"There are many good figures in the line," Bansir agreed, "as good men as we. Tall, blond men from the north, laughing black men from the south, little brown men from the nearer countries. All marching together from the river to the gardens, back and forth, day after day, year after year. Naught of happiness to look forward to. Beds of straw upon which to sleep --- hard grain porridge to eat. Pity the poor brutes, Kobbi!"

"Pity them I do. Yet, thou dost make me see how little better off are we, free men though we call ourselves."

That is truth, Kobbi, unpleasant thought though it be. We do not wish to go on year after year living slavish lives. Working, working, working! Getting nowhere."

"Might we not find out how others acquire gold and do as they do?" Kobbi inquired.

"Perhaps there is some secret we might learn if we but sought from those who knew," replied Bansir thoughtfully.

"This very day," suggested Kobbi, "I did pass our old friend, Arkad, riding in his golden chariot. This I will say, he did not look over my humble head as many in his station might consider his right. Instead, he did wave his hand that all onlookers might see him pay greetings and bestow his smile of friendship upon Kobbi, the musician."

"He is claimed to be the richest man in all Babylon," Bansir mused.



"So rich the king is said to seek his golden aid in affairs of the treasury," Kobbi replied. "So rich," Bansir interrupted, "I fear if I should meet him in the darkness of the night, I should lay my hands upon his fat wallet."

"Nonsense," reproved Kobbi, "a man's wealth is not in the purse he carries. A fat purse quickly empties if there be no golden stream to refill it. Arkad has an income that constantly keeps his purse full, no matter how liberally he spends."

"Income, that is the thing," ejaculated Bansir. "I wish an income that will keep flowing into my purse whether I sit upon the wall or travel to far lands. Arkad must know how a man can make an income for himself. Dost suppose it is something he could make clear to a mind as slow as mine?"

"Methinks he did teach his knowledge to his son, Nomasir," Kobbi responded. "Did he not go to Nineveh and, so it is told at the inn, become, without aid from his father, one of the richest men in that city?"

"Kobbi, thou bringest to me a rare thought." A new light gleamed in Bansir's eyes. "It costs nothing to ask wise advice from a good friend and Arkad was always that. Never mind though our purses be as empty as the falcon's nest of a year ago. Let that not detain us. We are weary of being without gold in the midst of plenty. We wish to become men of means. Come, let us go to Arkad and ask how we, also, may acquire incomes for ourselves."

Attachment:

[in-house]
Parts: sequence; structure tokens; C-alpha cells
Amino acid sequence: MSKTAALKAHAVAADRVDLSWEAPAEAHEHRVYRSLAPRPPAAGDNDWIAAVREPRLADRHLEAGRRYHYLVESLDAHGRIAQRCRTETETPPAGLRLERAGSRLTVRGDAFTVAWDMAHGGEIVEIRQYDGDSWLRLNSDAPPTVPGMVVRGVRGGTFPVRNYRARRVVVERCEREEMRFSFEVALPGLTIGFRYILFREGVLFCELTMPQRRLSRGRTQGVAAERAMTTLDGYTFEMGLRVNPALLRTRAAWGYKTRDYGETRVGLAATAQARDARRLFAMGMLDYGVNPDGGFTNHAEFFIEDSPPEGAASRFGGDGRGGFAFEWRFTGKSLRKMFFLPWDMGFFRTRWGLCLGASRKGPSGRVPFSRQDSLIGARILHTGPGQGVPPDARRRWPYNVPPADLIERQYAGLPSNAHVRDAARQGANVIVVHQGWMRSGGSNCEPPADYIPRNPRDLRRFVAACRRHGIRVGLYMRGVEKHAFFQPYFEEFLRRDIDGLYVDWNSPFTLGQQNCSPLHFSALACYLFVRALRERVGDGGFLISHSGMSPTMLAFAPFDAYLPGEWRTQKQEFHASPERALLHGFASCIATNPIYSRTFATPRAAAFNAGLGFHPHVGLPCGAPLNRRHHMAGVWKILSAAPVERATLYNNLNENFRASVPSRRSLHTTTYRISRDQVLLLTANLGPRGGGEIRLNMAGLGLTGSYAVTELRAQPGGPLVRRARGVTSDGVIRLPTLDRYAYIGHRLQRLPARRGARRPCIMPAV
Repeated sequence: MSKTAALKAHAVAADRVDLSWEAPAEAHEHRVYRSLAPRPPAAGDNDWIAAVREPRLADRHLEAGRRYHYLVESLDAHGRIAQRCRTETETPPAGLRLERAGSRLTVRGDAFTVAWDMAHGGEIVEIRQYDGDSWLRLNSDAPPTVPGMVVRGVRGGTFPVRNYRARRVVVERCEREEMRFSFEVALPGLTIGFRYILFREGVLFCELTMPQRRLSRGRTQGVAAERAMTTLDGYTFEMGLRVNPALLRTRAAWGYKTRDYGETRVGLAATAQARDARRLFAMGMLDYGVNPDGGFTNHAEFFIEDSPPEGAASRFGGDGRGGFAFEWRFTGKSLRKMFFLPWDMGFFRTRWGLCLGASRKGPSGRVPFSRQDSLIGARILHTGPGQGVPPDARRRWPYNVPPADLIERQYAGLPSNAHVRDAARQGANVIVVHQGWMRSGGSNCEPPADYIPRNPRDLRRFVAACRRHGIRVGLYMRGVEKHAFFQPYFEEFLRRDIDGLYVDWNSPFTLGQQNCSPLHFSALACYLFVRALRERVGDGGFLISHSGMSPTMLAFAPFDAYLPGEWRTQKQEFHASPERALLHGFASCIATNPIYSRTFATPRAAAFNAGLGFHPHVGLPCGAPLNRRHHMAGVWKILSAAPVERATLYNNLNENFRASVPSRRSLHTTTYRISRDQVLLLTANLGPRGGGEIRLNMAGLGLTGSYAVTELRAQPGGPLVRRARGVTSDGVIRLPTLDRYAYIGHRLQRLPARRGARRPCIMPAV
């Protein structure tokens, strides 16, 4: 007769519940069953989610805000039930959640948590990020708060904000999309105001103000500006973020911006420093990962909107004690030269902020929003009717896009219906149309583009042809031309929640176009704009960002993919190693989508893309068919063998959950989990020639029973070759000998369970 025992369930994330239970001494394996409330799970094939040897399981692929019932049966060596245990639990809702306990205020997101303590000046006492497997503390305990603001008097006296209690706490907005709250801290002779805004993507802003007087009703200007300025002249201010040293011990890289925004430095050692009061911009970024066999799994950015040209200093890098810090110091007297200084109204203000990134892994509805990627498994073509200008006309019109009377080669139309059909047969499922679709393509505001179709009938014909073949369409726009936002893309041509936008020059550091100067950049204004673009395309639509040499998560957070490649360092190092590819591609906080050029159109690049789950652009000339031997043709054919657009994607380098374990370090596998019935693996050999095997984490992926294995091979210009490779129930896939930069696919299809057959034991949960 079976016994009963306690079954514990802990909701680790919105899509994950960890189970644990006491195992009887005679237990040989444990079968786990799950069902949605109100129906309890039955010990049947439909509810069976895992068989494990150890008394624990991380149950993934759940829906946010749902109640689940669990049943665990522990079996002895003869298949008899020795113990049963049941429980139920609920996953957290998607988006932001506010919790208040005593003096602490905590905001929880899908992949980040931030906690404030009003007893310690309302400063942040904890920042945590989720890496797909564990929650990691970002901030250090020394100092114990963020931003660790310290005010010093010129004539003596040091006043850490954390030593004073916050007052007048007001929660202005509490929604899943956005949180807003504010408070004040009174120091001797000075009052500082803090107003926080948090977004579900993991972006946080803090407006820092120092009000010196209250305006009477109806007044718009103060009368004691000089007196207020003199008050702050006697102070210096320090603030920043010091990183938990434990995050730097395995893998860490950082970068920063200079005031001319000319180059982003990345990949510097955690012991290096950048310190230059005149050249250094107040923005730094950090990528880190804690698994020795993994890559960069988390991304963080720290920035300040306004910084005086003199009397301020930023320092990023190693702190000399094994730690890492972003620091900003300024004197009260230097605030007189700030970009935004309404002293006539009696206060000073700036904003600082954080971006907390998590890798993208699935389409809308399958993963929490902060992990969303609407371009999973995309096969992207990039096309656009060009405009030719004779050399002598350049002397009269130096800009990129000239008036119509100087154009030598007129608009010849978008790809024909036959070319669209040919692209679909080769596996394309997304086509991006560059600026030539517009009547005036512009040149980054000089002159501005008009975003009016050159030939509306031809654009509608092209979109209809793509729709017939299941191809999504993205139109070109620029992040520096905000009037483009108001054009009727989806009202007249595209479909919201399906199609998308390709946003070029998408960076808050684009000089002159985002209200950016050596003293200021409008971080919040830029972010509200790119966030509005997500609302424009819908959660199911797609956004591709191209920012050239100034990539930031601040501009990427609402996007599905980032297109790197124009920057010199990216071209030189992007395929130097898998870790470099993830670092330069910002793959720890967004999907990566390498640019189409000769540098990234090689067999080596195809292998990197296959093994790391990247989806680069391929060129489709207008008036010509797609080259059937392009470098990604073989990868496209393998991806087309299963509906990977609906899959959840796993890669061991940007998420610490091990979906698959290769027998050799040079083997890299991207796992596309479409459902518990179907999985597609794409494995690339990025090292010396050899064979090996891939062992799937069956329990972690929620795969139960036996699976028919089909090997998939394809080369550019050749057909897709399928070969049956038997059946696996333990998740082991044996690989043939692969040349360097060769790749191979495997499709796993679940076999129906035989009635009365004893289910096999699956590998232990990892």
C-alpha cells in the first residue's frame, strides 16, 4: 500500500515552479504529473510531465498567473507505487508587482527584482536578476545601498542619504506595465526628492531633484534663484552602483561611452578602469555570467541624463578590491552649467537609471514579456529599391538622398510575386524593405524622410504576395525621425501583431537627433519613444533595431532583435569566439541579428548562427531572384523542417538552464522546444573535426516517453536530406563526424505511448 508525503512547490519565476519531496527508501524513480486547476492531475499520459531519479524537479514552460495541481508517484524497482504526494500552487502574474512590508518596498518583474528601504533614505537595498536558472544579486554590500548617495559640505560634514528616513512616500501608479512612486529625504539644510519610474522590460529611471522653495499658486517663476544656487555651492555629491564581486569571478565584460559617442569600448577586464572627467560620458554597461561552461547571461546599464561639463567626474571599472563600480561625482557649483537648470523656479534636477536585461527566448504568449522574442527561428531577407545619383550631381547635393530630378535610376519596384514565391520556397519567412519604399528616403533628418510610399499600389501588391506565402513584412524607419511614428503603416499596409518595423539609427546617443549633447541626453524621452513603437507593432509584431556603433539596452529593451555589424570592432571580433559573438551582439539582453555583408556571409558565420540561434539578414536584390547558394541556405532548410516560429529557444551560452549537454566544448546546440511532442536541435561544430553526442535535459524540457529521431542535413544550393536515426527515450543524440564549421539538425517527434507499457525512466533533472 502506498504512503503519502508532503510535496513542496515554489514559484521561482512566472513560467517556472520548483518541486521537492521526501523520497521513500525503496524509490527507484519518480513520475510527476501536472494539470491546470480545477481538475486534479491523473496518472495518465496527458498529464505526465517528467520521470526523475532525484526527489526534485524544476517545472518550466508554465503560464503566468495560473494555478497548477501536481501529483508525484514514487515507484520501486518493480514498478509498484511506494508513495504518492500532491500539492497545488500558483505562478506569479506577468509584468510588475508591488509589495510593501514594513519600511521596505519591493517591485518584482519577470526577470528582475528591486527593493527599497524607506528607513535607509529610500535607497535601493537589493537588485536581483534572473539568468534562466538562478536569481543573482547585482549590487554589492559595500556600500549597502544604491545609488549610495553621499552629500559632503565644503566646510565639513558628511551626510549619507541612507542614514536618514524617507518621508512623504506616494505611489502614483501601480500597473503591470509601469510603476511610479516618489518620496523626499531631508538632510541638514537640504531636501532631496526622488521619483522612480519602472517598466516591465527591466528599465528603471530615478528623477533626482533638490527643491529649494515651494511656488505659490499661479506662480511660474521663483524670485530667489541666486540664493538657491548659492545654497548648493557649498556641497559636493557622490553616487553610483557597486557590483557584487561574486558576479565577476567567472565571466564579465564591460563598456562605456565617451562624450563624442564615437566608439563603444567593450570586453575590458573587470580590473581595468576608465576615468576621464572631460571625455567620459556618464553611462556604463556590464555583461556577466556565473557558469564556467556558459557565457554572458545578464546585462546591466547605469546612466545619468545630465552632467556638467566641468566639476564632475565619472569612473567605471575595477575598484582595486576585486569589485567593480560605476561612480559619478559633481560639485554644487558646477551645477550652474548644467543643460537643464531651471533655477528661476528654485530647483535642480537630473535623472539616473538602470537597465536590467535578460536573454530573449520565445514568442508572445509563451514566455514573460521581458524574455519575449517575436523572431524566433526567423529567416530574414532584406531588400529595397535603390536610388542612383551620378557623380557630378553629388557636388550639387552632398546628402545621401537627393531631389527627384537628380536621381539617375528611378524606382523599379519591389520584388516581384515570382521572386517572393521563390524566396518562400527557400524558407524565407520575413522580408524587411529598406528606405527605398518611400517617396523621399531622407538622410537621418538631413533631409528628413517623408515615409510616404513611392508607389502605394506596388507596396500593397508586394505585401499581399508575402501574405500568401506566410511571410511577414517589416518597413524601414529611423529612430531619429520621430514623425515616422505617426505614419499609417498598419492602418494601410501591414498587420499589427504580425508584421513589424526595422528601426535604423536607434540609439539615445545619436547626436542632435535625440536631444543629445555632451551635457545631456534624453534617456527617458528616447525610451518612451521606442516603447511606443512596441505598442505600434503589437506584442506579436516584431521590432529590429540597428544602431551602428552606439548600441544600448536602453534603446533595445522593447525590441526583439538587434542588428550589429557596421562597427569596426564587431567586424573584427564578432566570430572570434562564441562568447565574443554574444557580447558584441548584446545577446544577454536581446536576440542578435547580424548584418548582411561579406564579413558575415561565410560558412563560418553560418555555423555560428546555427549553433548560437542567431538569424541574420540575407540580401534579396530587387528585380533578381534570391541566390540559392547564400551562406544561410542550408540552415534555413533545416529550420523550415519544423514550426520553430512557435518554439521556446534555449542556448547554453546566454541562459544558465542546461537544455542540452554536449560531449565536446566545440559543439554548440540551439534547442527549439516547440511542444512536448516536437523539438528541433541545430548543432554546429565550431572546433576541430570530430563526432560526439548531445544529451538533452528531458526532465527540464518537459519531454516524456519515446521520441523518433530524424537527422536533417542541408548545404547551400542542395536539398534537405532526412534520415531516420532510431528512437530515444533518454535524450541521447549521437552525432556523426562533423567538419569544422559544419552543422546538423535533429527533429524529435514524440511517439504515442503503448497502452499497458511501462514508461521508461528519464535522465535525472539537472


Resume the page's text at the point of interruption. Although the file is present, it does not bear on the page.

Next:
Thou speakest with true inspiration, Bansir. Thou bringeth to my mind a new understanding.

Thou makest me to realize the reason why we have never found any measure of wealth. We never sought it. Thou hast labored patiently to build the staunchest chariots in Babylon. To that purpose was devoted your best endeavors. Therefore, at it thou didst succeed. I strove to become a skillful lyre player. And, at it I did succeed.

"In those things toward which we exerted our best endeavors we succeeded. The Gods were content to let us continue thus. Now, at last, we see a light, bright like that from the rising sun. It biddeth us to learn more that we may prosper more. With a new understanding we shall find honourable ways to accomplish our desires."

"Let us go to Arkad this very day," Bansir urged, "Also, let us ask other friends of our boyhood days, who have fared no better than ourselves, to join us that they, too, may share in his wisdom."

"Thou wert ever thus thoughtful of thy friends, Bansir. Therefore hast thou many friends. It shall be as thou sayest. We go this day and take them with us."

If you would like for me to pray for you, please drop me an e-mail by clicking prayer.



Please Visit My Child Bride Suzanne's Blog

Introduction
Chapter One

I respond to all approved comments on this blog, ideally within 24 hours.  Please check back here for a response to your comment.  Thank you!


Please be advised that all the information in this course is provided to educate, enlighten, and broaden your views in life.  The information provided is not a substitute for medical, legal, dietary, financial/accounting, or religious professionals.   Always consult a professional before you act on any of the information you find in this course. 


Do you have a frugal recipe?  Please e-mail it to me.

Help us reach 1,000 YouTube subscribers. Please watch some of our videos. If you like them, please subscribe. Also, please share our YouTube information with your friends.  We thank you so much for all your help. 


Disclaimer: The opinions or advice listed in this blog or website should be used as a place to start only. It is not a substitute for the use of a professional.

 Please be sure to consult your attorney, accountant, and/or other professionals with any specific questions. There is no one right answer to any business question that will cover all circumstances.



Notice: This post may  contain affiliate links. If you click a link and make a purchase, we may financially benefit from your transaction. Thank you for your support!